Making Pianos In The 1800's Was Both An Art And A Science!
In those days if there was no river nearby for sustainable power, they installed a steam engine to run the shop, something like this:
Which ever way they found to make things go round, it's a fact that piano makers were so successful at bringing music to the homes of Americans that of recently there were more pianos than people in the U.S! When the housing collapse happened in 2007, many old and historical pianos were burned, trashed, and scrapped due to Chinese production bringing the cost of new piano production to be cheaper than the labor to re-build or restore an old piano. Some new small Chinese grand pianos sell for about $8,000.00 while their American counterparts sell for about $60,000. A concert Grand piano can sell from about $35,000 for a Chinese Model to about $2 million dollars for a custom One-Of-A-Kind Bosendorfer.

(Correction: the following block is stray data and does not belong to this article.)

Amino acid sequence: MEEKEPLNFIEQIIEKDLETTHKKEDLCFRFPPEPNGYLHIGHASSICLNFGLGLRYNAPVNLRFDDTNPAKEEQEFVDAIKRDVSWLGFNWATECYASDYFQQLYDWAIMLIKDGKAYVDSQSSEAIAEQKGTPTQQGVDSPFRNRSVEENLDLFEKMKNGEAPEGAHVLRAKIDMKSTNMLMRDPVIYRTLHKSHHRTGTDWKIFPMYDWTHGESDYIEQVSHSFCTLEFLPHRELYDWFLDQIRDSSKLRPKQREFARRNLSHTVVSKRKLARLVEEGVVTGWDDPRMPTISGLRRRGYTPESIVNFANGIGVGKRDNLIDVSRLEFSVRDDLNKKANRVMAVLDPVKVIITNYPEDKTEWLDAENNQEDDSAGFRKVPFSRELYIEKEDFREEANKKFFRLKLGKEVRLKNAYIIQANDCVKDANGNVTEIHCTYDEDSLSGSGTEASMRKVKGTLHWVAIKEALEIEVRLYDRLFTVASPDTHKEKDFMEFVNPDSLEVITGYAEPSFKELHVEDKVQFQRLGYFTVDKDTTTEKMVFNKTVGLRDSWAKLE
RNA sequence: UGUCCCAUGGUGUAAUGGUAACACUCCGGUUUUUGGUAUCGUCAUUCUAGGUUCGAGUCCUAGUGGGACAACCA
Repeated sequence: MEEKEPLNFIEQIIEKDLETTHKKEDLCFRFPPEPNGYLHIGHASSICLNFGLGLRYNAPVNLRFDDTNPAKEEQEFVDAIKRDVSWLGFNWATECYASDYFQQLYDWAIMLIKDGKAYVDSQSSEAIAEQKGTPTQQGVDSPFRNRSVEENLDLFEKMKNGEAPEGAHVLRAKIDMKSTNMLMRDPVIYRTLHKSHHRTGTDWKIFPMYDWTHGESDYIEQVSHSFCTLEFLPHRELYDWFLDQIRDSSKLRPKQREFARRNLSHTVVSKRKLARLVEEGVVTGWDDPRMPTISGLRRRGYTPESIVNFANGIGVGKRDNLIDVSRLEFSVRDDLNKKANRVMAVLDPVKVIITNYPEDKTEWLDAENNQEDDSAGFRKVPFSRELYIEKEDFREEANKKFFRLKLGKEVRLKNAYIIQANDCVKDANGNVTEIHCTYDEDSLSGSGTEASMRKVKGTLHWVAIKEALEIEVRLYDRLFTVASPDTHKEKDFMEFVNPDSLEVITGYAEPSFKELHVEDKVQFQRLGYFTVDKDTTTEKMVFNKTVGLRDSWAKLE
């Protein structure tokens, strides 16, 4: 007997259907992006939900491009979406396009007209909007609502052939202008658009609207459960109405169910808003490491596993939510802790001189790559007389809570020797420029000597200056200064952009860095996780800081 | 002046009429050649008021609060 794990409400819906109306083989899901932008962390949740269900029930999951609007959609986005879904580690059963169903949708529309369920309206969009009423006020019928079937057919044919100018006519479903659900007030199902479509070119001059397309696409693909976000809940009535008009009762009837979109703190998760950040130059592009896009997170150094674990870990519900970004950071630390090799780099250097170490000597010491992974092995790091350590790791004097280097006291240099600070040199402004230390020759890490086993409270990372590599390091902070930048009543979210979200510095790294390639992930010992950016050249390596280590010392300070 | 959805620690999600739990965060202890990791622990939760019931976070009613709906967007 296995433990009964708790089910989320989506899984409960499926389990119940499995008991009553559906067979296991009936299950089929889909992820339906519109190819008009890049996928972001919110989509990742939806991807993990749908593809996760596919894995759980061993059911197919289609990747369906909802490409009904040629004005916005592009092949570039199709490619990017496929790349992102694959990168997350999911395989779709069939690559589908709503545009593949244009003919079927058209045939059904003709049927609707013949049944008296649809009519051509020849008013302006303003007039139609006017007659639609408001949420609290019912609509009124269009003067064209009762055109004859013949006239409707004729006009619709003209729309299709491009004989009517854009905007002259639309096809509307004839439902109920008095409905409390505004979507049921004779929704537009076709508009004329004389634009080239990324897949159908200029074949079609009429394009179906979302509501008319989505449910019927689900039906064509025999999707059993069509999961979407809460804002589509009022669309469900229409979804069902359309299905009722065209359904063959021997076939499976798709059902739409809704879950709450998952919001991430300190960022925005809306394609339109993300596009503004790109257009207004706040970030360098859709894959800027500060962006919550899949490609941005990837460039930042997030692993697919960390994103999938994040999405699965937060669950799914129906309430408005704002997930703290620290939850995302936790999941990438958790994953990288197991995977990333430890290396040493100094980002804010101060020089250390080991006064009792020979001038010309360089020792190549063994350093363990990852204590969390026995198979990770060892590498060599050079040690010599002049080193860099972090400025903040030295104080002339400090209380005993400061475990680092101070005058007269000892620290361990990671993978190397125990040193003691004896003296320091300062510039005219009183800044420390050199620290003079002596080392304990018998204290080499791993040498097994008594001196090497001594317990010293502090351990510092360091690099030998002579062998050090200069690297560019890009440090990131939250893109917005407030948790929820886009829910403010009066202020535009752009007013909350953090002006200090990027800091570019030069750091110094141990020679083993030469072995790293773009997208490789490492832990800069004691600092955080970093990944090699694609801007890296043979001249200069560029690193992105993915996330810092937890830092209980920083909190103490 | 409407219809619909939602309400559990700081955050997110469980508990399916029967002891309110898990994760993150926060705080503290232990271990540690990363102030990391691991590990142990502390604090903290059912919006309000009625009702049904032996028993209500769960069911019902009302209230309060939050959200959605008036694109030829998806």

There was a period of time when the transition was made in pianos in the early 1900's when Art-Deco became popular. They removed the legs from the fancy carved pianos in great numbers and fitted them with modern style straight legs, for they were worth more money fashionably and easier to sell.
Today, many of those pianos are being re-fitted with original styled legs that must be painstakingly hand carved once again. It can cost upwards of $4,000 per leg and countless hours of carving work.
Here's another fantastic water-wheel shop:
Today, many of piano parts are still hand handled and assembled. Many parts are also machine made prior to assembly. The days when millions of pianos were made in the U.S. are long over. Steinway